As evening approached in beautiful Honolulu, the anticipation heightened. The crowds started rolling into the 8,000 seats of the Blaisdell Arena, and just as it filled to capacity the lights dimmed, and smoke began rolling out of the elaborate silk dragons adorning the stage, changing in hues of gold and blue and rose and chartreuse. Then the drums began to pound, and a glittering gold lion emerged to further rouse the crowd. As Harlan Lee’s Gee Yung Lion Dance team (fresh from competition in Hong Kong) leaped and bounded on the high poles, the energy really started to flow. They finished to loud applause and cheers, and then the Beijing Wushu Team came out.

Even for an Oahu crowd – maybe along with San Francisco the most sophisticated martial arts audience you can find in the States – the Beijing Wushu Team was amazing. The show opened with a choreographed number inspired by the Terracotta Warriors, a martial piece set to dramatic music and lighting.

In terms of production quality, this is certainly one of the best martial arts shows ever to hit the United States, rivaled only perhaps by last year’s Shaolin Monk tour, which also played to sold out venues. What makes the difference is truly professional theatrical lighting, a good sound system, gorgeous sets, and well-timed production. And great promotion helps; all over Honolulu were beautiful posters for the event featuring Shi Yan Ming in heroic Shaolin pose, and it was advertised on the radio, and local TV. Of course, it doesn’t hurt to have Jackie Chan as your special guest, either.

Jackie, however, wasn’t the only star there. Additional Hollywood glamour was added by the presence of Shi Yan Ming’s special guest emcees for the Shaolin portion of the show, Rosie Perez and Bokeem Woodbine, both of whom currently study Shaolin kungfu with him in New York.

The Beijing Team has gotten to travel to the U.S. and escape part of the hard Beijing winter in Huntington Beach at Eric Chen’s U.S. National Wushu Training Center. There they have trained and created a really magnificent performance team that has been showing the U.S. the best wushu in the world for the past several years. The Hawaii tour is undoubtedly the culmination of this.

Together, the Beijing Team, Wu Bin and Eric Chen and Debbie Chen have choreographed and produced an incredible wushu show that not only shows off the masterful athletic feats of the star members, but which also creates drama, comedy, and excitement. There are group fighting sets, solo performance of Drunken style and Eagle Claw, an ethereal sword dance, mesmerizing taijiquan, dynamic bagua, and weapons, weapons, weapons! Dueling straight swords, spear versus saber, whip chains, staff and pudao. Along with the music they have a live drummer on stage, Matt Emory, which added to the quality of the live show.Shaolin monk martial arts demonstration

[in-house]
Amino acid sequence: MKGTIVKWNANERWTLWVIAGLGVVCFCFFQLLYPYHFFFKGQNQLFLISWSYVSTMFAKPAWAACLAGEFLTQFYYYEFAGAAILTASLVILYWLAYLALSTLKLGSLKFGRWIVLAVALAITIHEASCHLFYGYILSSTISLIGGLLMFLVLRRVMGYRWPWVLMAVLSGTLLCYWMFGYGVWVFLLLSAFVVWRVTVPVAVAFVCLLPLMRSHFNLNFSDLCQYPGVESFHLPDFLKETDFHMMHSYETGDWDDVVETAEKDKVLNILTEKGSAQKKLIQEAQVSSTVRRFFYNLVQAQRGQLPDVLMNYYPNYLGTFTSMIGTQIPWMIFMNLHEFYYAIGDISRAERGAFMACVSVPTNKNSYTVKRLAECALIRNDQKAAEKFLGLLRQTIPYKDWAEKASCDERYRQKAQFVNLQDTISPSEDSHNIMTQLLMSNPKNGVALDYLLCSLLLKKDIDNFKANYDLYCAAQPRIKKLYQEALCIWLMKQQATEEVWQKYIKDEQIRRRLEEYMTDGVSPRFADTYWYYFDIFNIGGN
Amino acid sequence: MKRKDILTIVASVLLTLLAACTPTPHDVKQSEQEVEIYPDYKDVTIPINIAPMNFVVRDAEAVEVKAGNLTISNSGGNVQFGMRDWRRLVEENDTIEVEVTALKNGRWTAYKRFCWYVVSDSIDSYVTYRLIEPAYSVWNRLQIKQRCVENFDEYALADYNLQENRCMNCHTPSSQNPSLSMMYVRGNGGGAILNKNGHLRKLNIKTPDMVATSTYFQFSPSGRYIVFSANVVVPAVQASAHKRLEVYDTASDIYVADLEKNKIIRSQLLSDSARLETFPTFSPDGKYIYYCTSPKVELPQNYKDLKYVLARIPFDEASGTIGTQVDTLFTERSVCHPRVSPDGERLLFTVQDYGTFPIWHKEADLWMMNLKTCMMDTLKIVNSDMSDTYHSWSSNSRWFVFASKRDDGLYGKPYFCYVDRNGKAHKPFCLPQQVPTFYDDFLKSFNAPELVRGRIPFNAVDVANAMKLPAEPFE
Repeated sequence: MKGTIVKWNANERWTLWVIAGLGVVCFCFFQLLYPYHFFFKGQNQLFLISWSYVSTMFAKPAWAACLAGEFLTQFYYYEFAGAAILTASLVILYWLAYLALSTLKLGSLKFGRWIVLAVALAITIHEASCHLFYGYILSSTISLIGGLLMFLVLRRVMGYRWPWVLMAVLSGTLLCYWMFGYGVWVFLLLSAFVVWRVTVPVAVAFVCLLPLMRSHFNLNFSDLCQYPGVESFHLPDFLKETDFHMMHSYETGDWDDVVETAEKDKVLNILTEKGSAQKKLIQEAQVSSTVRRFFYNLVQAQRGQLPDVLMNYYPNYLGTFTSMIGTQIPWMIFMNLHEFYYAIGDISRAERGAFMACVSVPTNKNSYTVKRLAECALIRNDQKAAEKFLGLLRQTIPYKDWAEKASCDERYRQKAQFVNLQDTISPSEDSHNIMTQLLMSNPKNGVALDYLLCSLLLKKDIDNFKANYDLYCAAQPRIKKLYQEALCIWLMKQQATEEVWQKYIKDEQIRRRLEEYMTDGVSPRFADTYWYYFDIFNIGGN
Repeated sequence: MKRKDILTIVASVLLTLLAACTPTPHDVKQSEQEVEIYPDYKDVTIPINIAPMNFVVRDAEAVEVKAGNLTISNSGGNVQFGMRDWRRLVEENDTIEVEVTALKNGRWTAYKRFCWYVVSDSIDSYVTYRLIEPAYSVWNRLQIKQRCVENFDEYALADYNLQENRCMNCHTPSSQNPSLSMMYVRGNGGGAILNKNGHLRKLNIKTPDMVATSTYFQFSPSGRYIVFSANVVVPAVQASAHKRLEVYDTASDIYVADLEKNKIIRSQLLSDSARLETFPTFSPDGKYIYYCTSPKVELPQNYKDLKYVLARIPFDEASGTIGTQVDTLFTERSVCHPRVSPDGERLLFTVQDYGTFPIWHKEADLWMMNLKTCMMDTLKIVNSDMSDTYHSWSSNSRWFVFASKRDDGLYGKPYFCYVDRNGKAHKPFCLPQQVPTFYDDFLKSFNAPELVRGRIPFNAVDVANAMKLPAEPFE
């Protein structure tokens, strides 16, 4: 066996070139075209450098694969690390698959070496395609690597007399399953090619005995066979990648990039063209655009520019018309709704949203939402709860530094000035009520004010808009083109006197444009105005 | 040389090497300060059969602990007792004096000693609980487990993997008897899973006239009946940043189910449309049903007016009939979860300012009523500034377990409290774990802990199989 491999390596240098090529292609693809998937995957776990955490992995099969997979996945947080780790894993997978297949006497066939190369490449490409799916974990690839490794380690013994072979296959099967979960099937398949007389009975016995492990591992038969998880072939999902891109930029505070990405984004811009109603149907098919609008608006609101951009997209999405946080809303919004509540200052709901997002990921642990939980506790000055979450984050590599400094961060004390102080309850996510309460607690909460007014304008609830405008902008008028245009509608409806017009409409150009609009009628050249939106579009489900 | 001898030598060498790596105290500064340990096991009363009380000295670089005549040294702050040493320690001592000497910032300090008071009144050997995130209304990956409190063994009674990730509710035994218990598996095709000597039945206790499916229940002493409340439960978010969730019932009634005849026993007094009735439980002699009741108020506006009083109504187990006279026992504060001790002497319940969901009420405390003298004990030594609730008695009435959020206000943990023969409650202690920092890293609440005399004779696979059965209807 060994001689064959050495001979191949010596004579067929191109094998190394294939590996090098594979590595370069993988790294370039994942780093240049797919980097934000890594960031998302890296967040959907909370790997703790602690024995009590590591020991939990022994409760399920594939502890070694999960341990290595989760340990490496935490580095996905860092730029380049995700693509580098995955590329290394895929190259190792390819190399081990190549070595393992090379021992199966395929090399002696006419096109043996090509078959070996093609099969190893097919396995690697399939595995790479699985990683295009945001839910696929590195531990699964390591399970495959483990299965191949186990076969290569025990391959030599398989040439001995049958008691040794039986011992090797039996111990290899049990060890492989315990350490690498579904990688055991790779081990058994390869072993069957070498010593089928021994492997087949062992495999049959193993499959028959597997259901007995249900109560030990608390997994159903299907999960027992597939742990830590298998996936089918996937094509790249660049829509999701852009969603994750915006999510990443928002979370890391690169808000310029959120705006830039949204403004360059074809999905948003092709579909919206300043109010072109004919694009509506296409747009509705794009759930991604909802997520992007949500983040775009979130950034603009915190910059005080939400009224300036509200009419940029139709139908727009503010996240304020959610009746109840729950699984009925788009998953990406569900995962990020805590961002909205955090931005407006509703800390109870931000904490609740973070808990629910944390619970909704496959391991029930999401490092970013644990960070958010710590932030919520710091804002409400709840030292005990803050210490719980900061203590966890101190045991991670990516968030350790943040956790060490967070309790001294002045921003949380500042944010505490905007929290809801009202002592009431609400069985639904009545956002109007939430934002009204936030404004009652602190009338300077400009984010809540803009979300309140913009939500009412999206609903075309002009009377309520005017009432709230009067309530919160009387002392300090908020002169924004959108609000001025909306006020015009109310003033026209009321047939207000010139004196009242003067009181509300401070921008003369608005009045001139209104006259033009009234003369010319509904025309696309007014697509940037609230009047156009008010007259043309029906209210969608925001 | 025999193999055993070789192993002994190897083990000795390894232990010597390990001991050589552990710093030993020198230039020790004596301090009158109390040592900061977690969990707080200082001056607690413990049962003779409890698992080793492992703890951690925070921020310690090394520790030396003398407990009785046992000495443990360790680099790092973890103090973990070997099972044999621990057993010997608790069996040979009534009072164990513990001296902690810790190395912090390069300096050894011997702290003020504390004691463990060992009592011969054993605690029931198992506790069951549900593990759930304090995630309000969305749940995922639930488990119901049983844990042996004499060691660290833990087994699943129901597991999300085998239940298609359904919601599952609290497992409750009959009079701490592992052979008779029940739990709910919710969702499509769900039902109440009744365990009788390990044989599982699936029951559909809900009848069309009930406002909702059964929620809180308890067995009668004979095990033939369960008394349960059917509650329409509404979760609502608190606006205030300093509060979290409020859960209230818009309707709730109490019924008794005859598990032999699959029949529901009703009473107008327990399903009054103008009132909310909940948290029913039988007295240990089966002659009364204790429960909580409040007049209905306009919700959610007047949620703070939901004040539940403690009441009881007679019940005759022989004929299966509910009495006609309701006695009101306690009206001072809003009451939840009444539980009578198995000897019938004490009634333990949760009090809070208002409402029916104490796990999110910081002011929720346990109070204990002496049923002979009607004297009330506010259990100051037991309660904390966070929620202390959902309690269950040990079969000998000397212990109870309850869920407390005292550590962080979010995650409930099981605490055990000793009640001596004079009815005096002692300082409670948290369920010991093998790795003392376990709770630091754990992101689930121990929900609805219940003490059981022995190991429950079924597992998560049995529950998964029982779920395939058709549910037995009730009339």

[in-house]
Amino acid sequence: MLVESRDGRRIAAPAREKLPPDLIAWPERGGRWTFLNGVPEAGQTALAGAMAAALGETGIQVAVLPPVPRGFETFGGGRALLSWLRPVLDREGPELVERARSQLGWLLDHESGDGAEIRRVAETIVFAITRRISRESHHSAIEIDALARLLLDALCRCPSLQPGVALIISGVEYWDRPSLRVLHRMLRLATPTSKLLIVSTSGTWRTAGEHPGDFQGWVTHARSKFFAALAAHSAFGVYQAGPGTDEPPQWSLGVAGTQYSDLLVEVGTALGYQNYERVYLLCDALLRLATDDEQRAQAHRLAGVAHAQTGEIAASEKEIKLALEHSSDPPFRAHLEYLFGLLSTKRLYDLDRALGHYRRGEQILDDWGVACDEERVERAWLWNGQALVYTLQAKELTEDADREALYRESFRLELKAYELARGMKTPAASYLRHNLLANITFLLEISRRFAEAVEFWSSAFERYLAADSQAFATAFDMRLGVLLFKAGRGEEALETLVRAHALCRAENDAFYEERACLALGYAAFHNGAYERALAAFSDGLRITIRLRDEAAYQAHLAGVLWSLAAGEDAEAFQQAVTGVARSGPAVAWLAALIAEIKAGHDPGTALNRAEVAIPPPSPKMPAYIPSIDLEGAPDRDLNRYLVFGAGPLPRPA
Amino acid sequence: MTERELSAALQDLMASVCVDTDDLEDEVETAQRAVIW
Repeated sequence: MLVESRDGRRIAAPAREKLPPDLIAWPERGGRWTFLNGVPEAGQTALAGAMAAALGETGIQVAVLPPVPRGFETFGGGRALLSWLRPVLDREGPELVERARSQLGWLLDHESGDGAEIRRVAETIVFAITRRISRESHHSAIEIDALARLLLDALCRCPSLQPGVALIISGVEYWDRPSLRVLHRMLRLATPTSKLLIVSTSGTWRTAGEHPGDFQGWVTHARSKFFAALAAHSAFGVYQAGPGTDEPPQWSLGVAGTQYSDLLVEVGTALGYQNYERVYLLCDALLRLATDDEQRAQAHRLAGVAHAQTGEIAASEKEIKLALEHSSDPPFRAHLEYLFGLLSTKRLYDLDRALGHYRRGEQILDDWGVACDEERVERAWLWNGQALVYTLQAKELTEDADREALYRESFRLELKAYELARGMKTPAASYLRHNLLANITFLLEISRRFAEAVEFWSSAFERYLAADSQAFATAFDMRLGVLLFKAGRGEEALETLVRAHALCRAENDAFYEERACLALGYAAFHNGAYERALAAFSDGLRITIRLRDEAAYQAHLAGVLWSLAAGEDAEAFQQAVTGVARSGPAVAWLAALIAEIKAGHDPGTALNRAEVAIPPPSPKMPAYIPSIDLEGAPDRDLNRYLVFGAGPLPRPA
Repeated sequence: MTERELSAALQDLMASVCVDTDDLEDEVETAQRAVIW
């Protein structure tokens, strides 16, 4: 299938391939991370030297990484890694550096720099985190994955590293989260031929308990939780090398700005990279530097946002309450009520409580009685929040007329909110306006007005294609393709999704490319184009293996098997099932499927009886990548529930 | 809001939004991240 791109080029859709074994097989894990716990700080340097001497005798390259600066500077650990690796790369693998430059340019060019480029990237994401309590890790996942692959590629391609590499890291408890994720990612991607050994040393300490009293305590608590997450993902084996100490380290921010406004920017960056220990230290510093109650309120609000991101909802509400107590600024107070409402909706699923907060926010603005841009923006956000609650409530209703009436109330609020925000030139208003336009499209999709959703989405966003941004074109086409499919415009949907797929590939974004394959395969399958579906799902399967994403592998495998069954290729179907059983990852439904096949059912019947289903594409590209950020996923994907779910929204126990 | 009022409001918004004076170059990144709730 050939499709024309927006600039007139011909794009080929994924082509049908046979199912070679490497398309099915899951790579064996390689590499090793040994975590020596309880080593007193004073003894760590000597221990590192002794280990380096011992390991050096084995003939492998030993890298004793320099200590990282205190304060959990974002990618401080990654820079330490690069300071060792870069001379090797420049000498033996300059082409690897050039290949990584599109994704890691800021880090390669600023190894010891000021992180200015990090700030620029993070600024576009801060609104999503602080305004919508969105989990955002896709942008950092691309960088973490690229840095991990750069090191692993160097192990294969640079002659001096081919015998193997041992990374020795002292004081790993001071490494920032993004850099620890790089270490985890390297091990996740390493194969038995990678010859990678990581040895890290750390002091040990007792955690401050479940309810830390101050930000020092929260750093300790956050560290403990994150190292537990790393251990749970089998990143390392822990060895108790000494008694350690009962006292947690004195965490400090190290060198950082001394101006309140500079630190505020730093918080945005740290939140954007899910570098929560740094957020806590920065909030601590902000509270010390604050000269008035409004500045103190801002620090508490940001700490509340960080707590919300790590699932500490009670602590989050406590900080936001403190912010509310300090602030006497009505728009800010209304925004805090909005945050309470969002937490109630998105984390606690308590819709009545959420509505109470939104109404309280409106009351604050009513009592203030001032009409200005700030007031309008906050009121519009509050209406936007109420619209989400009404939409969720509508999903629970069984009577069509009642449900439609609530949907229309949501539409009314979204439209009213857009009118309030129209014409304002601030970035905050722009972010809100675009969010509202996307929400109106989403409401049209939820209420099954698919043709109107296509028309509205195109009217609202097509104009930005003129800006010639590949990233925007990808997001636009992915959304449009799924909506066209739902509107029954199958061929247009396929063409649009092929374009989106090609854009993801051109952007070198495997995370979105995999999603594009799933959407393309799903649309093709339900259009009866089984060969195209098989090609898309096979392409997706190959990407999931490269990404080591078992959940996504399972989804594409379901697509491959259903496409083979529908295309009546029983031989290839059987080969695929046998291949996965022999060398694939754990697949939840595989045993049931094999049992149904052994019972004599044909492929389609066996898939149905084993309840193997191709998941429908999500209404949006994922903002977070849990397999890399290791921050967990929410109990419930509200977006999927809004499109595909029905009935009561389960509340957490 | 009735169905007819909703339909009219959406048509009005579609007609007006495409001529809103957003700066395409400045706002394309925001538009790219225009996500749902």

The Beijing Team is led by China’s top champions, notably female champion Liu Qing Hua and male champion Shang Yu. Other champions are: Jiang Bang Jun, Kong Xiang Dong, Qui Dong Xing, He Jing De, Jian Zenu Jiao, and Liu Juan; other team members include Sun Min Li, Shan Ming, Shoo Chang Jun, Wang Sui Xin, Zhao Lin and Chen Chen. Each athlete has his or her own particular specialty, highlighted in the show, and the action is non-stop, and breathtaking.

Teaming up with Matt Young’s impressive production, the Beijing Team is finally shown to the public as they should be. The lights, music and stage set combined with the jewel-like silk outfits, gleaming weapons and dramatic personas, all brings the immense wushu talent of the group all together in a professional package. While we have all seen great martial arts in so many demos over the years, we’ve finally reached a point of crossing kungfu over into a more mainstream audience, and the only way to do it is to present it on the same level as other professional entertainment. The last Shaolin Monks show and this Hawaii Spectacular indeed prove that we can market kungfu beyond our own community to the public, and this in turn will also rejuvenate the community itself.

If you missed Hawaii, there’s good news – Young is bringing the Beijing Wushu Team on a 15 city national U.S. tour next year, kicking off Chinese New Year in the Year of the Dragon for the Martial Arts Spectacular 2000. He commented, “This really served as a launching pad for the 2000 tour. It’s such a positive effort by all parties to make something of this caliber happen.”

Meanwhile, audiences on Oahu, Maui and Kauai couldn’t have gotten a better night of great kungfu, and they showed their appreciation with standing ovations and requests for autographs in the lobbies. And did we have fun? Oh yeah. I went from cruising around Oahu grooving to Wu Tang Clan in a rental car, soaking up the sun and the surfing and the Shaolin vibe, to watching the guys from the Beijing team hunt for crabs on the beaches of Kauai, and visiting the Hanalee lagoon said to be the home of Puff the Magic Dragon with Wu Bin. We had delicious food at the famous China House restaurant in Honolulu. I got to improve my Mandarin vocabulary (for instance, pangxie – crab) talking with the Chinese athletes, who, by the way, still practice sometimes six hours a day even on tour, never relaxing their incredible discipline. We saw dozens of whales frolicking off the beach, and I learned that there are more than 30 different kinds of pineapple grown in Hawaii. After one last Spam musubi I was sad to leave, and I remembered the last thing Jackie Chan told us: “Everywhere I travel, there’s only one place I ever want to stay one more day – and that’s Hawaii. Whenever I’m here I say to my manager, let’s stay another day. Because Hawaii, it makes you happy.”

Look For Full coverage of the Beijing Wushu Team and Martial Arts Spectacular 2000 in upcoming WushuKungfu issues.